These are the reasons why I currently only accept wire transfers from parties I with whom I do not have a well-established relationship (unlike your mom).

They tend to hate this. In part because of the fees involved ($25 a pop).

Anyone knowledgeable on the subject?
boutell: (Default)
I've always been curious about hour-exchange systems. The basic ideas are:

1. Every "hour-dollar" is worth an hour of any participant's time. This is inevitably amended to allow for the fact that some professionals also require the time of assistants (i.e. dentists and doctors) and the fact that materials have to be paid for in U.S. dollars (a jeweler might accept a hour-dollar for his services, but you provide the supplies).

2. Even if all of the participants are flat broke in the U.S. dollar economy, nothing prevents them from printing up an initial supply of "hour-dollars" and sharing them out - the "hour-dollars" are backed by the participants' faith that other participants will accept them for some worthwhile service.

3. It's legal, to the best of my limited understanding. Legally you still need to pay U.S. dollar taxes on your hour-dollar income, based on a reasonable U.S. dollar equivalent.

At last night's derby bout, I noticed an invitation to join www.timebucks.org on the back of my ticket. timebucks.org appears to be an attempt to set up a national system. I love this stuff - I've participated in the past, and even set up an "hour exchange" on a chat server I used to run back in the day. So this afternoon I logged in to have a look around.

Unfortunately, so far there are no services of any sort on offer anywhere near Philadelphia. Also, attempts to view services by sub-category (for instance, "dance" rather than "music drama dance") produce unhappy-looking database error messages.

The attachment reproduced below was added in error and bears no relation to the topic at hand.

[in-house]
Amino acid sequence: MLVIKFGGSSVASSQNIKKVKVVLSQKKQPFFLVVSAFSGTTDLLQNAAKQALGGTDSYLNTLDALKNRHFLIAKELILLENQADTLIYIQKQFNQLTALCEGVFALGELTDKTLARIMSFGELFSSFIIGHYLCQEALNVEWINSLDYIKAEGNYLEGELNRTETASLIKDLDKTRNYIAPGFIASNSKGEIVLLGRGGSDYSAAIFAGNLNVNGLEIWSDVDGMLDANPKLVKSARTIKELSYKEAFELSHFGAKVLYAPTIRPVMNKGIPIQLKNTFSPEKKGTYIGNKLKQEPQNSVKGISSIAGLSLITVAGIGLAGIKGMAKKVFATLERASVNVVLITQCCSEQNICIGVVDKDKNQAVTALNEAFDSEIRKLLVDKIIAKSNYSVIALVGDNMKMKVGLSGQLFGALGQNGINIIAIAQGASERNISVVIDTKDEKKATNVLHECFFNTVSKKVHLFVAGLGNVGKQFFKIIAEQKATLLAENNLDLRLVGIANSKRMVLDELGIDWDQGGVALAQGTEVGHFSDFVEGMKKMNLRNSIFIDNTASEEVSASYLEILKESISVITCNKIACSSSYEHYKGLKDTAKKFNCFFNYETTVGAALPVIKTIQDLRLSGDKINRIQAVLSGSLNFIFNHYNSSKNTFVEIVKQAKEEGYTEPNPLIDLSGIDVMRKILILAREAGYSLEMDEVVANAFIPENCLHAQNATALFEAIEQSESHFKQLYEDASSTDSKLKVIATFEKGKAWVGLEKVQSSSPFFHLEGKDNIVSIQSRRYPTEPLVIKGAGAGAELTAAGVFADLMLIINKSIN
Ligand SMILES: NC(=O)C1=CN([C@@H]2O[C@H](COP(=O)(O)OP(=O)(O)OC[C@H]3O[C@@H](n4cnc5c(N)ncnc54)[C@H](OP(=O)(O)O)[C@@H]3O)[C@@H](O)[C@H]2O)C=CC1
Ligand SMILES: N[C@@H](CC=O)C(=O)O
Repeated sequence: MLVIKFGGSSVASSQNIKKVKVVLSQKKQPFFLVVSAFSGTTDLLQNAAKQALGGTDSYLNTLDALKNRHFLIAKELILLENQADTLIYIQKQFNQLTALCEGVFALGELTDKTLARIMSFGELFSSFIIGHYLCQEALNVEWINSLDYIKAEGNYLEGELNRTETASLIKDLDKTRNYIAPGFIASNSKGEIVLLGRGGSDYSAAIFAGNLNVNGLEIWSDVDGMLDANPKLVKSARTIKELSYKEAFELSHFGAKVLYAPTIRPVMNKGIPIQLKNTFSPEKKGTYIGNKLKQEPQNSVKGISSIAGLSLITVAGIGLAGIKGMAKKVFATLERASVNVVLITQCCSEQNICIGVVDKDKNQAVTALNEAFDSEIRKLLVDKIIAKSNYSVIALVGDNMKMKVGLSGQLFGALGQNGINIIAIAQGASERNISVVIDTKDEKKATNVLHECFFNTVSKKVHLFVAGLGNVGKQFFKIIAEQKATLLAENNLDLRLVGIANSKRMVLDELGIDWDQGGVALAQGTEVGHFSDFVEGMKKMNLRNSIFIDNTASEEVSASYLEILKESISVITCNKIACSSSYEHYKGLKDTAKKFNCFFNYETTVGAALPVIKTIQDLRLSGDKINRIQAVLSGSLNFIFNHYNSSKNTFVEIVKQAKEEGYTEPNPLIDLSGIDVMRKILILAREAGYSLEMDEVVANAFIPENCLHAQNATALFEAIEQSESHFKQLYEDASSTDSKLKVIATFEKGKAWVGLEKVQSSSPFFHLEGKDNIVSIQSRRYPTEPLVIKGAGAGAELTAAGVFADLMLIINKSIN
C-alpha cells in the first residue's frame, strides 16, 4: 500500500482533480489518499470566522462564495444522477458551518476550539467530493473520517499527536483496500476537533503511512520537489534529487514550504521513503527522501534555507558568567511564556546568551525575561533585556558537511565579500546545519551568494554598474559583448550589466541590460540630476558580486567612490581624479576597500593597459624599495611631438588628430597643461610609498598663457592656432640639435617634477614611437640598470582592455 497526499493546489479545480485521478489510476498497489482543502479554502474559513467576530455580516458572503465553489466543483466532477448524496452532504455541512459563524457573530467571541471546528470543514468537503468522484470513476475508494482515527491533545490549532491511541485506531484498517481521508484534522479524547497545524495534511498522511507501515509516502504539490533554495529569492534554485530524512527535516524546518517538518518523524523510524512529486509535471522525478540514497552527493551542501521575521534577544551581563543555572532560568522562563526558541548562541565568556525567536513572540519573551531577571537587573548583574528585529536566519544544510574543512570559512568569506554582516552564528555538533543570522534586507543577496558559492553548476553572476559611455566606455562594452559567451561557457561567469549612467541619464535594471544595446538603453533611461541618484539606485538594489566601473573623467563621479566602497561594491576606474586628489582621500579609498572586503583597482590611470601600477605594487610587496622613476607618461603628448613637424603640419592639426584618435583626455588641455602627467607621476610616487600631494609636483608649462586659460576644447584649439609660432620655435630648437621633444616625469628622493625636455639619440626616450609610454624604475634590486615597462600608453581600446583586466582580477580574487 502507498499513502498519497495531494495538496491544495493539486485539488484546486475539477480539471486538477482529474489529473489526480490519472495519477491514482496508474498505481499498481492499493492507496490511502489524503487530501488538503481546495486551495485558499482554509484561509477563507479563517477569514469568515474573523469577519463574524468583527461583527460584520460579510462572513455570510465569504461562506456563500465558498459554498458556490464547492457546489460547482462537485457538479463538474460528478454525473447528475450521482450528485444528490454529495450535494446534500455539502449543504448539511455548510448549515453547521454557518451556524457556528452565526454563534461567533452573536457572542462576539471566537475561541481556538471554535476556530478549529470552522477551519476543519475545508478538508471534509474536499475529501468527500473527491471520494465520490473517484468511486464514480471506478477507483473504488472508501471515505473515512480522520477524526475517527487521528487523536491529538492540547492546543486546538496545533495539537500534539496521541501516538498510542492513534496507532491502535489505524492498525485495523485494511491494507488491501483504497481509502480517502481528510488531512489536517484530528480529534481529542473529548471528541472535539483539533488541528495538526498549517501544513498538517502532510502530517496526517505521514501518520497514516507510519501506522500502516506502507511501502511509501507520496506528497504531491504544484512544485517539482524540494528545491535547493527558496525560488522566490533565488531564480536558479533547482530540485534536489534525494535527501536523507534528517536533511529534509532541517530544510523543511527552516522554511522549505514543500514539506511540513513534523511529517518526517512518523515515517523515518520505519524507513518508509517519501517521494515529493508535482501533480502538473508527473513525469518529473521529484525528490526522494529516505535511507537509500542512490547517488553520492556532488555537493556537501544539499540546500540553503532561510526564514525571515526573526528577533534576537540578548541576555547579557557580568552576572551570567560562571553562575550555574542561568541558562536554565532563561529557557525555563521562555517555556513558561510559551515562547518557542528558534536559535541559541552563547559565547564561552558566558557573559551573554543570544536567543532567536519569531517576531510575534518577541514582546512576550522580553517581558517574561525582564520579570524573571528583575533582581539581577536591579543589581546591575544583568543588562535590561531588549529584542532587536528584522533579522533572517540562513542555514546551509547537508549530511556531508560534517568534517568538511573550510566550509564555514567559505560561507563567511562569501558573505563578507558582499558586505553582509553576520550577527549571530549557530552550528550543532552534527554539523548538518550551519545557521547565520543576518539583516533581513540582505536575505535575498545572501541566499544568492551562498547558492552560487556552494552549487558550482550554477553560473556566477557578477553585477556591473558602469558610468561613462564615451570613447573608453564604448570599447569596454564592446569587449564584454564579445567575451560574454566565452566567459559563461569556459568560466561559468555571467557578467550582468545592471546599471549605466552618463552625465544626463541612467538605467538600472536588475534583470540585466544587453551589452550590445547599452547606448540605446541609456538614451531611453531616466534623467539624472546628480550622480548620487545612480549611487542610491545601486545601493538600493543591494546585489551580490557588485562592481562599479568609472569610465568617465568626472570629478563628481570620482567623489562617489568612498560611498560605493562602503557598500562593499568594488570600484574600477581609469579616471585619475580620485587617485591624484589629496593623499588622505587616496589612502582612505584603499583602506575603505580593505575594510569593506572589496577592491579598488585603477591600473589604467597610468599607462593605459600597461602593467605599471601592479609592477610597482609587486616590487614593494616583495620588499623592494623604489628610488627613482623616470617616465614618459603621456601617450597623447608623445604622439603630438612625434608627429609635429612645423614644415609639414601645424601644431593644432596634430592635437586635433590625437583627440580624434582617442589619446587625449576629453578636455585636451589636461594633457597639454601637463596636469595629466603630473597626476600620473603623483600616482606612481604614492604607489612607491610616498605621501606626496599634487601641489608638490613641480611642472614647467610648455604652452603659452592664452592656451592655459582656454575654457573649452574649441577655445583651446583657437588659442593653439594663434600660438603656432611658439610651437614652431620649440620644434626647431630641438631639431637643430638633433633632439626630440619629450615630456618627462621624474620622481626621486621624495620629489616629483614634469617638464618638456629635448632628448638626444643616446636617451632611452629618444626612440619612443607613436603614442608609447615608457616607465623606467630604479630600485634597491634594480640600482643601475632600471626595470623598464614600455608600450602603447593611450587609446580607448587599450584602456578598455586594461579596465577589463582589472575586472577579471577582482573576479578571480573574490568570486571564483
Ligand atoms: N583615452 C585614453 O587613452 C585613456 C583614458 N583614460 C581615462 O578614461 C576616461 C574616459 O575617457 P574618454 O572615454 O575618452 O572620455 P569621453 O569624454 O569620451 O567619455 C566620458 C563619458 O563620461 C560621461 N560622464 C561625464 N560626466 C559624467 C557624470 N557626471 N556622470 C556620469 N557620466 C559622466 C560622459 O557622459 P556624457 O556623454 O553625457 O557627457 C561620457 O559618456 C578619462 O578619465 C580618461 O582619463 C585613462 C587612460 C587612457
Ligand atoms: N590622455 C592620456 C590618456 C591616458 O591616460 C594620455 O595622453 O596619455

Has anyone else played with this site? Are there better implementations of the idea that I should be aware of? Does a national-scale hour-dollar system make any sense?

Incidentally the Philly Roller Girls are now using Brown Paper Tickets, "the first and only fair-trade ticketing service." Apparently they don't try to suck the lifeblood out of every team, band, act and venue they work with. So hooray for them. I'm guessing the invitation to join timebucks.org came about through them and not the rollergirls, but I could be mistaken.

There's a pretty good overview of the local currency movement on the timebucks site.

ithacahours.org is the web site for a famous and well-established system, worth checking out if you like this sort of thing. But there is drama: half of their home page is devoted to explaining that ithacahours.com is not their home page and pleading with its webmaster, who no longer lives in Ithaca, to please go away and take his outdated website with him. That webmaster is Paul Glover, famous communitarian bigshot.

Yeah, people are a problem.
boutell: (Default)
Today a clearly confused person asked me where to find "web sites where I can post my loan request because I am in a bad debt."

While this person likely has issues I want no part of, and this isn't really what I do, I would like to point him to the British equivalent of the Consumer Credit Counseling Service here in the States. Unfortunately there are so very many bogus organizations that masquerade as CCCS (one appears first in Google, adds a final "S" to "Service" and is not a nonprofit organization; others are technically nonprofit but basically exist to fleece you).

For Americans, this financialplan.about.com article is sound advice on finding a legitimate credit counseling service. But for obvious reasons, I don't want to trust a search engine to give me the equivalent answer for Brits.

I'm considering at least a brief FAQ entry on this, in the spirit of can I get paid to take web surveys or read advertising emails. Because there really are people out there who think the web will magically make their financial problems go away. And the firm application of a clue-by-four is a mitzvah in these cases.

Any help from the folks across the pond? Thanks!